A Potty Training Playbook from a Three-Time Champ

As a mother of three, I have gathered successes and pitfalls from each of my potty training tournaments with my children. I am a three-time champ. Anytime we can take diapers and wipes off of the shopping list, we are all champions. I have a few tricks that I have learned along the way, and pitfalls to avoid as you enter your own tournament with your toddler.

This advice is from my personal experience. Take it or leave it, but hopefully, it will help you get through your journey.

1. Diaper trainers are a farce

To you, the parent, something that is like a pull-up (I have no issue with the brand, just the concept) is like pretend underwear that offers the security of catching urine and stool. To the toddler, they are diapers. Diapers. I thought with my first son that when we told him to wear them but to use the potty, that meant something. It meant NOTHING. Many actions in life change as a result of consequences or rewards. For my son, the consequence had to be to the feeling of urine running down his leg and realizing that this was not a normal or comfortable feeling.

2. Hard floors are a must

Whether on hardwood or a tile kitchen, you have to do “potty practice” in a place where mistakes won’t be catastrophic. You need to be in an accident state of mind. It a dirty job, but somebody has to do it. If you have carpet throughout your house, potty time should occur in the kitchen or somewhere with non-porous surfaces. If you have area rugs, consider removing them during the “potty tournament.”

3. For boys, get the high front potty

It doesn’t seem to matter much for my daughter, but my sons were very able to urinate over the potty if certain trajectories weren’t pre-specified. The type of potty that has a higher middle was way better to catch and prevent these surprises. I had two types of potties: the type that went on the floor and the one that went on the toilets. A step in the bathroom came in handy too, especially for washing hands.

4. For some little ones, boot camp may be the best way to kick start

Do you have a weekend off without any activities planned? Let’s go full diaper-free. I am still putting diapers on baby girl during naps or at bedtime, but she is being asked every 15-20 minutes if she has to go and is making magic happen on the toilet consistently. I have done a fair amount of laundry though. Plenty of panty, pants, leggings and sock changes in the moments where she forgets and feels a warm wetness travelling down her leg. We even had one run-in with number 2. Thank God there is no such thing as number 3 (that is a reference from the sweet movie, Home.)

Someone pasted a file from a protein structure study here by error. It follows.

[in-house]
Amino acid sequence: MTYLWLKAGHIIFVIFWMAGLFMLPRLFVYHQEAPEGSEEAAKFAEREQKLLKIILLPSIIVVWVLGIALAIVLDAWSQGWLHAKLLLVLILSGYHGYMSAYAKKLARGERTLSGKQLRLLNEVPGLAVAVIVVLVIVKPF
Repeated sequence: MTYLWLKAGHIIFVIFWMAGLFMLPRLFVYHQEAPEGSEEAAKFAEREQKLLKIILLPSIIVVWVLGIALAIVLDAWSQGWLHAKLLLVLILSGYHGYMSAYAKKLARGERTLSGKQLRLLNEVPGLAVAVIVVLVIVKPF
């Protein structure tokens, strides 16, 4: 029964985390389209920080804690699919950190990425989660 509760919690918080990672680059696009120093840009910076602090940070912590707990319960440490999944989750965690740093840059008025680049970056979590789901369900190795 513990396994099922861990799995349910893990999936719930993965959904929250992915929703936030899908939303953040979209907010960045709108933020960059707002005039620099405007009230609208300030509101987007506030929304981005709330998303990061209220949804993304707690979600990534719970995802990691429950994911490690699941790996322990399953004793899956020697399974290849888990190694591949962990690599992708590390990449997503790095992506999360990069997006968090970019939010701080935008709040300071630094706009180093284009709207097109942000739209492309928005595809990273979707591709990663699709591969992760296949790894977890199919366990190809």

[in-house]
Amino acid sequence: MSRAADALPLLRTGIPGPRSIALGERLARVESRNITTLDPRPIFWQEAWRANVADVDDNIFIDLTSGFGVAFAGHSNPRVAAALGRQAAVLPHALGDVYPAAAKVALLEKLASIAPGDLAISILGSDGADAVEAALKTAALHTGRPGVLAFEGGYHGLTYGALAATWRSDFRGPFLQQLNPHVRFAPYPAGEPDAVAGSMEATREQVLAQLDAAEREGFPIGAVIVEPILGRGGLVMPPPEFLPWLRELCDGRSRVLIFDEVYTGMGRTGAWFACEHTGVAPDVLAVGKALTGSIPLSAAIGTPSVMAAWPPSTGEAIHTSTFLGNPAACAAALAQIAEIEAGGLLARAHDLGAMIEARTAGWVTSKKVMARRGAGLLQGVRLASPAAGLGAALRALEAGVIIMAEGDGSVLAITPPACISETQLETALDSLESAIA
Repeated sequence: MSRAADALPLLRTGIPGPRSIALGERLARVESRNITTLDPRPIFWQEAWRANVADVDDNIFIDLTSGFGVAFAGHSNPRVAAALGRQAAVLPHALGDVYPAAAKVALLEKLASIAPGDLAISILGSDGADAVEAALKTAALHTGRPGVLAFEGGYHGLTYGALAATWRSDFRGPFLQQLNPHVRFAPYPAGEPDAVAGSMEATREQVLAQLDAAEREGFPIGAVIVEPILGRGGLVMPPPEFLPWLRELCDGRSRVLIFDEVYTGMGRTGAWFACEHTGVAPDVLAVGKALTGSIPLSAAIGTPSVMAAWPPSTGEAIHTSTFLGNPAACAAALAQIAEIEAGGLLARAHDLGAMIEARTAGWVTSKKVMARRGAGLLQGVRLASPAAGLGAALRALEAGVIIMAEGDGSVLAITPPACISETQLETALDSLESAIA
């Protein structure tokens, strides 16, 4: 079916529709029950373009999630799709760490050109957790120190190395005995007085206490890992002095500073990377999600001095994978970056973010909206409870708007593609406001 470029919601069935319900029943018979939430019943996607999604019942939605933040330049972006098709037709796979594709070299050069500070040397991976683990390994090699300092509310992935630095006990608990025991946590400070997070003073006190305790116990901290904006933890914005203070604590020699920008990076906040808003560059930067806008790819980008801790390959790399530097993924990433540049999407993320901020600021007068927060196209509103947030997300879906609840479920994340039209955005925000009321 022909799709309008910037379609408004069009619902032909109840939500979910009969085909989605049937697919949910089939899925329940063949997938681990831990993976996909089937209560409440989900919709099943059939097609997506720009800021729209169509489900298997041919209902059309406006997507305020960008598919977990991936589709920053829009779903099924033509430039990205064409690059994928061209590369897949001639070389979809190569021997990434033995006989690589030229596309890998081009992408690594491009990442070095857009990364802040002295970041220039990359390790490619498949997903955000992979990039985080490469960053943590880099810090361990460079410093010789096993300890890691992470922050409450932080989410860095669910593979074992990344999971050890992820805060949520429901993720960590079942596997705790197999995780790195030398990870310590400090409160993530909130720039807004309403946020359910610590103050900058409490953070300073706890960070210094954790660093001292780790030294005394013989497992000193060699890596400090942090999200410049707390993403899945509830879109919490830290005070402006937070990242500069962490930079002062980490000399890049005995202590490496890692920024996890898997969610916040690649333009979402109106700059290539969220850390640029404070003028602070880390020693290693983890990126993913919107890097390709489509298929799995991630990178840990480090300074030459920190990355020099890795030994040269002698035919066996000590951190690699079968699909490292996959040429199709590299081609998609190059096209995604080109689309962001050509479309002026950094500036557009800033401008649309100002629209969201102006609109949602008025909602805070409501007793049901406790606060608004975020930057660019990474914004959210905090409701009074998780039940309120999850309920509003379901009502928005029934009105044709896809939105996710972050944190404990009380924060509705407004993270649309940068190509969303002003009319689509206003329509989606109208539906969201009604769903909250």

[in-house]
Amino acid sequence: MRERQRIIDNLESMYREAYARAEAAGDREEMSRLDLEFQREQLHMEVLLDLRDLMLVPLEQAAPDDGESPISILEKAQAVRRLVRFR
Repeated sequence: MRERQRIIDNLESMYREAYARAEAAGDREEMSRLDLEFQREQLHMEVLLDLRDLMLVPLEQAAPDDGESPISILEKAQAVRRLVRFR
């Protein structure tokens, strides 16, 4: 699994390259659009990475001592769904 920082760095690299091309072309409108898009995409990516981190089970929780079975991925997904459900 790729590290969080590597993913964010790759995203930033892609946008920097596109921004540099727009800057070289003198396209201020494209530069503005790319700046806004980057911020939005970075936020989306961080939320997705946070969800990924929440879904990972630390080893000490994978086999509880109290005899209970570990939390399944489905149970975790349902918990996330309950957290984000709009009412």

5. Wait until they are ready

No need to give your blood pressure an unwelcomed boost. They all (for the most part) get it eventually. As much as that diaper purchase is something that you would like to see become a thing of the past, when they are ready, they’ll do it. It’s like walking.

My oldest son gave me so many headaches until we took away the pull-ups and just gave him long shirts to walk around the house in. He was almost three. I think back to the money I wasted on training diapers and the moments that I stressed while he looked at me, undoubtedly wondering why I was riled up. I didn’t get upset with him outside of reminding him what I wanted him to do. He wasn’t stressed at all. Eventually, the light bulb clicked and he never looked back.

With my second son, I just brought out the froggy potty and put it in the bathroom. He started using it on his own.

When my last decided it was her time, she gave me the same “ta-da” after a potty run that she did after playing an abstract Minuet on the upright piano my parents gave us. #Winning

This post was originally shared on The Gyneco-blogic. Check out what we are doing over there :0)

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